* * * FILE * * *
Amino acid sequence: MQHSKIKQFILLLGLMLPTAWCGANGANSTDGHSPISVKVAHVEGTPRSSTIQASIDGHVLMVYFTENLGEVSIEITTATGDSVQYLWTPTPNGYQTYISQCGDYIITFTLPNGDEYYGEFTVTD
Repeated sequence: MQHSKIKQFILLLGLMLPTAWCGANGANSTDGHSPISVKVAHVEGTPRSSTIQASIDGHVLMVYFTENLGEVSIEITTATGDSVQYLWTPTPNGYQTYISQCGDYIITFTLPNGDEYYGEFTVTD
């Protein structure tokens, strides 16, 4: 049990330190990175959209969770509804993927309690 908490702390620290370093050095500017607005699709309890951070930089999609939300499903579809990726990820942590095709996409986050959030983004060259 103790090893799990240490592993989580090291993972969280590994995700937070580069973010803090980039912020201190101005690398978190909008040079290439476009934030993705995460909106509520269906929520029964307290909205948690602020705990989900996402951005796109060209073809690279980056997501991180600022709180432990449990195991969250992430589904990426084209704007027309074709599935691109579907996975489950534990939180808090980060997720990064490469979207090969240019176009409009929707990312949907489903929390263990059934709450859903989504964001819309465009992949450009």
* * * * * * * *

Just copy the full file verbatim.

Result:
Amino acid sequence: MQHSKIKQFILLLGLMLPTAWCGANGANSTDGHSPISVKVAHVEGTPRSSTIQASIDGHVLMVYFTENLGEVSIEITTATGDSVQYLWTPTPNGYQTYISQCGDYIITFTLPNGDEYYGEFTVTD
Repeated sequence: MQHSKIKQFILLLGLMLPTAWCGANGANSTDGHSPISVKVAHVEGTPRSSTIQASIDGHVLMVYFTENLGEVSIEITTATGDSVQYLWTPTPNGYQTYISQCGDYIITFTLPNGDEYYGEFTVTD
């Protein structure tokens, strides 16, 4: 049990330190990175959209969770509804993927309690 908490702390620290370093050095500017607005699709309890951070930089999609939300499903579809990726990820942590095709996409986050959030983004060259 103790090893799990240490592993989580090291993972969280590994995700937070580069973010803090980039912020201190101005690398978190909008040079290439476009934030993705995460909106509520269906929520029964307290909205948690602020705990989900996402951005796109060209073809690279980056997501991180600022709180432990449990195991969250992430589904990426084209704007027309074709599935691109579907996975489950534990939180808090980060997720990064490469979207090969240019176009409009929707990312949907489903929390263990059934709450859903989504964001819309465009992949450009």